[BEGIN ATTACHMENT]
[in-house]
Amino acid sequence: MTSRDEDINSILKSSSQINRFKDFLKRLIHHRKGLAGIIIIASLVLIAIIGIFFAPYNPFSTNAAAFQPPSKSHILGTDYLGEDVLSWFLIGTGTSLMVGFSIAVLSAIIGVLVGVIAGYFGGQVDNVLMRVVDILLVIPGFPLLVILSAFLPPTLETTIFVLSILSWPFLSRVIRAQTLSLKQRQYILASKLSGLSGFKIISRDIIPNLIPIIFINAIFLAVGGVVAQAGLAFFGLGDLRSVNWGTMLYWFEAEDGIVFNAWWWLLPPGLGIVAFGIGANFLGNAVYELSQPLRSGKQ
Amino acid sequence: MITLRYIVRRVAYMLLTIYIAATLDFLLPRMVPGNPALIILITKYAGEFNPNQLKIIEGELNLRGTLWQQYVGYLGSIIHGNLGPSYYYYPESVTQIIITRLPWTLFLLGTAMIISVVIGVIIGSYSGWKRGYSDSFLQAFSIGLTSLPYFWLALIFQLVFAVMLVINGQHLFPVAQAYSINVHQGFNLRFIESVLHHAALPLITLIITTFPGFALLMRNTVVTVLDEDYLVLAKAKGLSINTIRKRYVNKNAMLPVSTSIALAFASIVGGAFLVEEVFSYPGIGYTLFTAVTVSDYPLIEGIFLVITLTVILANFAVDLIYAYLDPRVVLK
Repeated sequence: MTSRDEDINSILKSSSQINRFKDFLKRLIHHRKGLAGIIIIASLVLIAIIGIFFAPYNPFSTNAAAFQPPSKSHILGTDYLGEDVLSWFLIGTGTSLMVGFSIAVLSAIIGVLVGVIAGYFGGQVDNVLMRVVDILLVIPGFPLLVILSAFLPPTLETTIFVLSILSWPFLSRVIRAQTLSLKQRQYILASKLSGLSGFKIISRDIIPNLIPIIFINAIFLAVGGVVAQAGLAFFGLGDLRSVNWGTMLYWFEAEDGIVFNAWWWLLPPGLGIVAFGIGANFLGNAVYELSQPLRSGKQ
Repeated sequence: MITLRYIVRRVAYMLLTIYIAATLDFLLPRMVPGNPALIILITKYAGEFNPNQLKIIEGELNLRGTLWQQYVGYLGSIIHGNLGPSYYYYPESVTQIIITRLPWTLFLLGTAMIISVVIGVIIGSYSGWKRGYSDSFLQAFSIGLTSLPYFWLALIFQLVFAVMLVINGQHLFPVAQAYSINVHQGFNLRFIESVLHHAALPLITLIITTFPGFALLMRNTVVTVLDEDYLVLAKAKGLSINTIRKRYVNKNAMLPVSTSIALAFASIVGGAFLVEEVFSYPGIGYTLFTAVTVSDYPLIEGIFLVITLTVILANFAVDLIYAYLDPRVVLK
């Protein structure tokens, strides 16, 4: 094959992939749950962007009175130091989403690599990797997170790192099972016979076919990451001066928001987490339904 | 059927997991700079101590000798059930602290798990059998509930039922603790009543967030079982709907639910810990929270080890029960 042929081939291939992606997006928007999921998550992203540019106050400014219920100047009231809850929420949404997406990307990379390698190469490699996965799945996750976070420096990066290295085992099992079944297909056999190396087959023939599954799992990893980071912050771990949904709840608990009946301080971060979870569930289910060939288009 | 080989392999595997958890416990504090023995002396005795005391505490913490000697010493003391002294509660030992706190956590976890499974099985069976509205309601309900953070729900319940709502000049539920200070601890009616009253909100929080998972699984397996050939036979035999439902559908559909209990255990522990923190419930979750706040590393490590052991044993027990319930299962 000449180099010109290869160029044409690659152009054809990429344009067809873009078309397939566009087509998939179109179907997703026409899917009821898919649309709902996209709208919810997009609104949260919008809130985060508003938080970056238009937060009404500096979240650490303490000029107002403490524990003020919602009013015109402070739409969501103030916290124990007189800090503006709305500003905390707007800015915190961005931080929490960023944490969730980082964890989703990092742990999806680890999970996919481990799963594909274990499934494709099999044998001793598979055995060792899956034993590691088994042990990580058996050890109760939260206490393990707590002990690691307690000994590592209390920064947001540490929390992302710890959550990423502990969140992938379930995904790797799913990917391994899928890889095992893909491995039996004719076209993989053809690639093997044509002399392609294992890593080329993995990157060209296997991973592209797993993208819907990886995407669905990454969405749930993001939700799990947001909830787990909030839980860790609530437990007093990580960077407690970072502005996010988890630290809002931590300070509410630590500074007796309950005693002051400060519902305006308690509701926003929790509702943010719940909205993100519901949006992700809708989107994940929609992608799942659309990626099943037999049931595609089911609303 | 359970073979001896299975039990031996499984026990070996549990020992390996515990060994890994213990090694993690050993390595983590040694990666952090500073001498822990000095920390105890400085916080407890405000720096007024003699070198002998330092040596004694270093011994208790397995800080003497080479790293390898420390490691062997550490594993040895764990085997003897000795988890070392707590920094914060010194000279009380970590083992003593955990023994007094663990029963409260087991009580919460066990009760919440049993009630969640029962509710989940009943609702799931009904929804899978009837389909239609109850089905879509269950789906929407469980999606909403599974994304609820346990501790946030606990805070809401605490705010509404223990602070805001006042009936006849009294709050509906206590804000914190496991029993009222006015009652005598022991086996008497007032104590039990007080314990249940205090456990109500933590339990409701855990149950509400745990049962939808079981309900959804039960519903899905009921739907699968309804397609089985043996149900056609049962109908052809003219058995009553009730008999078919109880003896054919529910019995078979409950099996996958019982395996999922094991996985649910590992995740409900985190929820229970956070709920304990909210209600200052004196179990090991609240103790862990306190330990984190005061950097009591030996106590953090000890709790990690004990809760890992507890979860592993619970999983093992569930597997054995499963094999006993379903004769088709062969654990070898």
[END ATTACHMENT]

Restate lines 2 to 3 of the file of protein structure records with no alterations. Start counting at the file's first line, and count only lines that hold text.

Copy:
Amino acid sequence: MTSRDEDINSILKSSSQINRFKDFLKRLIHHRKGLAGIIIIASLVLIAIIGIFFAPYNPFSTNAAAFQPPSKSHILGTDYLGEDVLSWFLIGTGTSLMVGFSIAVLSAIIGVLVGVIAGYFGGQVDNVLMRVVDILLVIPGFPLLVILSAFLPPTLETTIFVLSILSWPFLSRVIRAQTLSLKQRQYILASKLSGLSGFKIISRDIIPNLIPIIFINAIFLAVGGVVAQAGLAFFGLGDLRSVNWGTMLYWFEAEDGIVFNAWWWLLPPGLGIVAFGIGANFLGNAVYELSQPLRSGKQ
Amino acid sequence: MITLRYIVRRVAYMLLTIYIAATLDFLLPRMVPGNPALIILITKYAGEFNPNQLKIIEGELNLRGTLWQQYVGYLGSIIHGNLGPSYYYYPESVTQIIITRLPWTLFLLGTAMIISVVIGVIIGSYSGWKRGYSDSFLQAFSIGLTSLPYFWLALIFQLVFAVMLVINGQHLFPVAQAYSINVHQGFNLRFIESVLHHAALPLITLIITTFPGFALLMRNTVVTVLDEDYLVLAKAKGLSINTIRKRYVNKNAMLPVSTSIALAFASIVGGAFLVEEVFSYPGIGYTLFTAVTVSDYPLIEGIFLVITLTVILANFAVDLIYAYLDPRVVLK